Is your Recruitment Process fit for purpose?
by Simon Read, Financial Careers Ltd
In 25 years of working in recruitment I cannot remember a time when good candidates, either active or passive, have been so hard to find.
Post pandemic flexible working and a better the devil you know mentality, perhaps as result of the cost of living and economic situation, means it is becoming increasingly difficult to find the ideal candidate.
As a result, it is more important than ever for us to work with our clients to make sure they have an optimised recruitment process to increase the chance of success.
Why does your recruitment process matter?
A poorly defined recruitment process will lead to you missing out on the top talent and your competitors will gain advantage, as well as potentially costing you revenue, having stalled projects etc.
A good recruitment process will help you secure the best candidate, is more cost-effective, and will save you time. Making your recruitment more efficient means you have time available to spend elsewhere or to hire more people.
How do you audit your process?
It should involve all people involved in the process, managers, heads of departments, to the candidates themselves. The more areas you look at, the more complete picture you will get, and data you can gather, will make the decisions more fact-based than opinion based.
Map out your entire process from start to finish. This should cover everything from writing the job description to onboarding a successful hire. Once you have the process mapped out, you can look at starting to identify any bottlenecks or opportunities for improvement. Communication is vital in recruitment, so ensure you are communicating with the candidate at each relevant stage, as well as internally.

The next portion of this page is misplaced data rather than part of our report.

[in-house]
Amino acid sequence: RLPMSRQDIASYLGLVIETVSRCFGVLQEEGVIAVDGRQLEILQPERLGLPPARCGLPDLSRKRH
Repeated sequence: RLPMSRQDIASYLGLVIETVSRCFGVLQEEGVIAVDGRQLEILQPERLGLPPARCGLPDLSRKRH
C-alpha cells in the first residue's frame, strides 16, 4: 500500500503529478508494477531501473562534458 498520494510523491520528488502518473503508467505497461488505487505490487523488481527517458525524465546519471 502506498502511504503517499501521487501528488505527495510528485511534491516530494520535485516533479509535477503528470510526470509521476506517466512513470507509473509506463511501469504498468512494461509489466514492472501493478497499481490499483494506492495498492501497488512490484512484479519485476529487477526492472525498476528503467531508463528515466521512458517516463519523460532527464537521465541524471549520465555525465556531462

The candidate journey
It’s important to consider the stages the candidate goes through, you should really spend time focusing on the full journey that each candidate experiences, to help you to understand what the process looks like from the other side. A poor candidate experience means you may lose them during the process to a competitor, or put them off from joining you by painting a negative picture of your company.
Talk to candidates to find out how they felt about the process. This could be both with unsuccessful candidates and those hired. You want to leave everyone with a positive impression of your company, so it is just as important that you treat your rejections well.
In fact, many times we have found clients who want to a revisit an unsuccessful candidate who might be right for another role or was an acceptable second choice. Also follow up with those who drop out of the process, to understand why and act.
The data doesn’t lie
It is so important to have data to identify trends and monitor performance. Data to collate should include:
- time to hire
- how many candidates drop out of your process and at which stage
- the percentage of candidates that accept offers
- 1st interview to 2nd ratios
- 2nd to offer to start.
Analysing the data and combining it with your feedback can help you improve each of these areas and is also useful for you to benchmark recruitment suppliers.
We are here to help
We are here to help you, with our many years of experience we can help you identify areas for improvement and help you save time and money while hiring the best talent. So, if you are planning a new campaign, or looking to improve your process, please get in touch, email email@example.com